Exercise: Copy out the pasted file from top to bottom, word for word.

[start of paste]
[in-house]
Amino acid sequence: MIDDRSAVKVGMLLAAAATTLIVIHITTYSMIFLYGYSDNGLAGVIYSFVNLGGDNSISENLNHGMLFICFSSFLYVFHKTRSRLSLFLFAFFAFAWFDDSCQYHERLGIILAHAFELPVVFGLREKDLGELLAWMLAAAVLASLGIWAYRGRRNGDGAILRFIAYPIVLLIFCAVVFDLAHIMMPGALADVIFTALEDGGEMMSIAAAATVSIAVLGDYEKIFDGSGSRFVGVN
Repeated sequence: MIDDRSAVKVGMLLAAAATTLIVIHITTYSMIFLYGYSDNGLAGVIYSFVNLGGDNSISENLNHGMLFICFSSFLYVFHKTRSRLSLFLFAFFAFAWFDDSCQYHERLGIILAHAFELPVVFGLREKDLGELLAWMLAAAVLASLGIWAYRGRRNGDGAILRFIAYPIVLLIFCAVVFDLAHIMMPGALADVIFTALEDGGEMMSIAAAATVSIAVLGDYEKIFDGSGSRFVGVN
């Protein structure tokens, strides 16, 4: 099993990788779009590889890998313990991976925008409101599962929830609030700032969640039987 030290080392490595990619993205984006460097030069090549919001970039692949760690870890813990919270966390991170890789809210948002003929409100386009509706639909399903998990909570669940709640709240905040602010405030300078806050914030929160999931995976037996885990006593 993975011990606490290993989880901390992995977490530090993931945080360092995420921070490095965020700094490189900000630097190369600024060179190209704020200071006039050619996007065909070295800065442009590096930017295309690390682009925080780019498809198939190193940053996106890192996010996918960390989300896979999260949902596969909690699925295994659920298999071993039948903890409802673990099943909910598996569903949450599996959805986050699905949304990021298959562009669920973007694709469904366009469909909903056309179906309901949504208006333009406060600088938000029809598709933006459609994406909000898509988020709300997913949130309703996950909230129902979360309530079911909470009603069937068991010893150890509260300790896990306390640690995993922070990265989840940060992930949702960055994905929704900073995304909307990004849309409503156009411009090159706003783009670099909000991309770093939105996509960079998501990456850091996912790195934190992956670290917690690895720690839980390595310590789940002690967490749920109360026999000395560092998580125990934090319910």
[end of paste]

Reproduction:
[in-house]
Amino acid sequence: MIDDRSAVKVGMLLAAAATTLIVIHITTYSMIFLYGYSDNGLAGVIYSFVNLGGDNSISENLNHGMLFICFSSFLYVFHKTRSRLSLFLFAFFAFAWFDDSCQYHERLGIILAHAFELPVVFGLREKDLGELLAWMLAAAVLASLGIWAYRGRRNGDGAILRFIAYPIVLLIFCAVVFDLAHIMMPGALADVIFTALEDGGEMMSIAAAATVSIAVLGDYEKIFDGSGSRFVGVN
Repeated sequence: MIDDRSAVKVGMLLAAAATTLIVIHITTYSMIFLYGYSDNGLAGVIYSFVNLGGDNSISENLNHGMLFICFSSFLYVFHKTRSRLSLFLFAFFAFAWFDDSCQYHERLGIILAHAFELPVVFGLREKDLGELLAWMLAAAVLASLGIWAYRGRRNGDGAILRFIAYPIVLLIFCAVVFDLAHIMMPGALADVIFTALEDGGEMMSIAAAATVSIAVLGDYEKIFDGSGSRFVGVN
């Protein structure tokens, strides 16, 4: 099993990788779009590889890998313990991976925008409101599962929830609030700032969640039987 030290080392490595990619993205984006460097030069090549919001970039692949760690870890813990919270966390991170890789809210948002003929409100386009509706639909399903998990909570669940709640709240905040602010405030300078806050914030929160999931995976037996885990006593 993975011990606490290993989880901390992995977490530090993931945080360092995420921070490095965020700094490189900000630097190369600024060179190209704020200071006039050619996007065909070295800065442009590096930017295309690390682009925080780019498809198939190193940053996106890192996010996918960390989300896979999260949902596969909690699925295994659920298999071993039948903890409802673990099943909910598996569903949450599996959805986050699905949304990021298959562009669920973007694709469904366009469909909903056309179906309901949504208006333009406060600088938000029809598709933006459609994406909000898509988020709300997913949130309703996950909230129902979360309530079911909470009603069937068991010893150890509260300790896990306390640690995993922070990265989840940060992930949702960055994905929704900073995304909307990004849309409503156009411009090159706003783009670099909000991309770093939105996509960079998501990456850091996912790195934190992956670290917690690895720690839980390595310590789940002690967490749920109360026999000395560092998580125990934090319910």